Re: So what options do I have??? Dross removal & clean up.....

Posted: Sat Jul 01, 2017 1:59 am
by steelfx
p.s. I can tell you from firsthand, everyday personal experience, using a multitude of Dry Acids, and 7-8 Different Liquid Acids at 99% Purity/Strength, I'd rather work with the Liquid Acids ANY DAY over the Dry Acids. Dry Acids and Dry Oxidizers are dusty. When you inhale or inadvertently get any of that dust on your lips, tongue or eyeballs, it is F-ing Miserable! With a Capital "F"! And the 'wash-up' & recovery time is considerably longer than what it would be if you were subjected to a little splash of a liquid acid.

Note: My patina's acid content, in almost all cases, is less than 1/10th of 1%. A few are measured in PPM, and a few others, including my Dyes & Stains Have Absolutely No Acid At All. I don't make or sell a single patina, in either liquid or gel form that will burn your skin.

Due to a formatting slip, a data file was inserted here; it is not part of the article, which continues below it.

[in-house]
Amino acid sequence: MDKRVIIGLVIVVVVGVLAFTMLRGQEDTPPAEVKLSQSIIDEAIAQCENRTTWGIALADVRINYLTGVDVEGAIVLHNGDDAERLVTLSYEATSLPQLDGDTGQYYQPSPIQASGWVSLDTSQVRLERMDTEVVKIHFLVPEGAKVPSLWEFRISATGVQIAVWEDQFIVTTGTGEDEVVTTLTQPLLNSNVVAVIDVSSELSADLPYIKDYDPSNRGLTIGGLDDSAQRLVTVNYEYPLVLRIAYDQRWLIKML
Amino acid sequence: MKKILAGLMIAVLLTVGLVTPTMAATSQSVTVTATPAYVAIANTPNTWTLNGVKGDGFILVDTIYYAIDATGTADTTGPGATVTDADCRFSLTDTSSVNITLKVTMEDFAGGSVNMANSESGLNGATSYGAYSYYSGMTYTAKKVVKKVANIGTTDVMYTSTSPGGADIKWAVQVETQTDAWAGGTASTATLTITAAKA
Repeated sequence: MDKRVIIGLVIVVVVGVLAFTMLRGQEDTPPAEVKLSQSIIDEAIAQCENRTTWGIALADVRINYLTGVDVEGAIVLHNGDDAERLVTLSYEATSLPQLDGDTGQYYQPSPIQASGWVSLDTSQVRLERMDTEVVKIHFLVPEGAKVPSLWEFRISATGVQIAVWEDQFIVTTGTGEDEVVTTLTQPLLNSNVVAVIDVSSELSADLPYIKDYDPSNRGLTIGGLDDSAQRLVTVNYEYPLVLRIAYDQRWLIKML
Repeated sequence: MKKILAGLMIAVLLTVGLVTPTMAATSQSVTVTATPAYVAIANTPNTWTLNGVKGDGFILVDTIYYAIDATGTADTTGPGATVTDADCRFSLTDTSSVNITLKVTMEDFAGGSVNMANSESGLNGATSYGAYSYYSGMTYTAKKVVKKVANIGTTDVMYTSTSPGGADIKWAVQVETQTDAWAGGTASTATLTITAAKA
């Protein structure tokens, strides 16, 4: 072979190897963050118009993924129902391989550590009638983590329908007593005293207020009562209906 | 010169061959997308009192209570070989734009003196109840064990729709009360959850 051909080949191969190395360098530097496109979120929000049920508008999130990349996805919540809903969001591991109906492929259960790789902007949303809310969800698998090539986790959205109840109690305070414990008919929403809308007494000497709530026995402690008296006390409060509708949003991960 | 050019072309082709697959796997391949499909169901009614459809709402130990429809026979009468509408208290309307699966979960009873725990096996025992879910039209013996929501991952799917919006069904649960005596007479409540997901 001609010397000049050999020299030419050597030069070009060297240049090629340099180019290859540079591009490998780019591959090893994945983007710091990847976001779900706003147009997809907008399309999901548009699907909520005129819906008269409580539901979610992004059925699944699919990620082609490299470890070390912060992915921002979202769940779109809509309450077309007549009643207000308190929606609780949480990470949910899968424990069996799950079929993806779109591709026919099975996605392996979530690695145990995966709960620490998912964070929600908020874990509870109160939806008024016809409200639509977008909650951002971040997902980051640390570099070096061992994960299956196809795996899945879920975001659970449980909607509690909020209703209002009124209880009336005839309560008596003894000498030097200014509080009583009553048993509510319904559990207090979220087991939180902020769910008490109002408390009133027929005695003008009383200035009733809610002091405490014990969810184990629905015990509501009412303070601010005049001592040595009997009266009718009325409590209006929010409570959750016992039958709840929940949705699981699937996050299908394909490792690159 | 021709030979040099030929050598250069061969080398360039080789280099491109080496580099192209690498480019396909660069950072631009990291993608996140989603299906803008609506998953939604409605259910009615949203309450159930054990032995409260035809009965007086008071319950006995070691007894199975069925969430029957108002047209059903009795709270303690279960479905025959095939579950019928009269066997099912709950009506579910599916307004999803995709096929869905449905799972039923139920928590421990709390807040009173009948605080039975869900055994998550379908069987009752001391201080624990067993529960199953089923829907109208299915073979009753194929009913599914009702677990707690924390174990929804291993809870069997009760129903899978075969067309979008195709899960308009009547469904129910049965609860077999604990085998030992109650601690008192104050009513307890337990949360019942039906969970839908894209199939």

Liquid Chemicals (Acids in Particular), in a Lab or Production Setting are much, much safer to handle & be in the proximity of, than dry acids. And, when you consider that you can remove ALL Mill-Scale from Both Sides of a piece of HR steel in as little as 30 Minutes, there's no reason to use dry acids, even if they work faster. I have not ever used Sodium Bisulfate for any of my products or for mill-scale removal, but if it's faster than 30 mins., I may be tempted to try it. Nah...I'll stick with what I know works. GRIME GIT'R™ is a Great De-greaser & will also remove mill-scale. It is just the right amount of Concentrated Phosphoric Acid & Distilled Water, with a Surfactant & Preservative. I sell it at my cost to make +10%. And, how's this for high-pressure sales?....I prefer Muriatic Acid for mill-scale removal. One Reason Only: It Works Faster. Thanks again...Bill